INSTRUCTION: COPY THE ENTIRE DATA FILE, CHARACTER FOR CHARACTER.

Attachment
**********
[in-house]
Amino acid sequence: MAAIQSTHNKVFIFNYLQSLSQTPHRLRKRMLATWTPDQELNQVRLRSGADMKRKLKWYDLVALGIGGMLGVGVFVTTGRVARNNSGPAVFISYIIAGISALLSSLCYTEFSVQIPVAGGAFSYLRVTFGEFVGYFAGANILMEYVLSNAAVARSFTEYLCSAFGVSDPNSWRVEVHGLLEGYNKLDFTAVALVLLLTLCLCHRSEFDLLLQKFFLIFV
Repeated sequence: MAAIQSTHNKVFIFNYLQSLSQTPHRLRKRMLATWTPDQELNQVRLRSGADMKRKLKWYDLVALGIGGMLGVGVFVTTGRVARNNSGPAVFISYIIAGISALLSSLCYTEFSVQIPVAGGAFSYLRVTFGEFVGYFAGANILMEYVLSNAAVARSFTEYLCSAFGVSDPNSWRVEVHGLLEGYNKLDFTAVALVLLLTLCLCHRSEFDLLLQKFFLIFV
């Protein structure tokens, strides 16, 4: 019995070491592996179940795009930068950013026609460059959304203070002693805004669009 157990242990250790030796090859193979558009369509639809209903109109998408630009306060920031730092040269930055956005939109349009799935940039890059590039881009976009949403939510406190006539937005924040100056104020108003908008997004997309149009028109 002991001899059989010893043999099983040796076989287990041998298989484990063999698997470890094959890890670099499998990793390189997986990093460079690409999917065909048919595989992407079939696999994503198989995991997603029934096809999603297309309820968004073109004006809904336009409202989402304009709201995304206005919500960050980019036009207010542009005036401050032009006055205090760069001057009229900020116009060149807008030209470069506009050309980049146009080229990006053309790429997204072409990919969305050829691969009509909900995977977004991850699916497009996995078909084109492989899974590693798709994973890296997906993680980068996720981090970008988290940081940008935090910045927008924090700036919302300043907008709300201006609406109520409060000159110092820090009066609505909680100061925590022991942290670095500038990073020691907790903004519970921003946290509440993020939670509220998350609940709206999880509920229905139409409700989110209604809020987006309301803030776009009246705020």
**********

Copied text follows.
[in-house]
Amino acid sequence: MAAIQSTHNKVFIFNYLQSLSQTPHRLRKRMLATWTPDQELNQVRLRSGADMKRKLKWYDLVALGIGGMLGVGVFVTTGRVARNNSGPAVFISYIIAGISALLSSLCYTEFSVQIPVAGGAFSYLRVTFGEFVGYFAGANILMEYVLSNAAVARSFTEYLCSAFGVSDPNSWRVEVHGLLEGYNKLDFTAVALVLLLTLCLCHRSEFDLLLQKFFLIFV
Repeated sequence: MAAIQSTHNKVFIFNYLQSLSQTPHRLRKRMLATWTPDQELNQVRLRSGADMKRKLKWYDLVALGIGGMLGVGVFVTTGRVARNNSGPAVFISYIIAGISALLSSLCYTEFSVQIPVAGGAFSYLRVTFGEFVGYFAGANILMEYVLSNAAVARSFTEYLCSAFGVSDPNSWRVEVHGLLEGYNKLDFTAVALVLLLTLCLCHRSEFDLLLQKFFLIFV
């Protein structure tokens, strides 16, 4: 019995070491592996179940795009930068950013026609460059959304203070002693805004669009 157990242990250790030796090859193979558009369509639809209903109109998408630009306060920031730092040269930055956005939109349009799935940039890059590039881009976009949403939510406190006539937005924040100056104020108003908008997004997309149009028109 002991001899059989010893043999099983040796076989287990041998298989484990063999698997470890094959890890670099499998990793390189997986990093460079690409999917065909048919595989992407079939696999994503198989995991997603029934096809999603297309309820968004073109004006809904336009409202989402304009709201995304206005919500960050980019036009207010542009005036401050032009006055205090760069001057009229900020116009060149807008030209470069506009050309980049146009080229990006053309790429997204072409990919969305050829691969009509909900995977977004991850699916497009996995078909084109492989899974590693798709994973890296997906993680980068996720981090970008988290940081940008935090910045927008924090700036919302300043907008709300201006609406109520409060000159110092820090009066609505909680100061925590022991942290670095500038990073020691907790903004519970921003946290509440993020939670509220998350609940709206999880509920229905139409409700989110209604809020987006309301803030776009009246705020």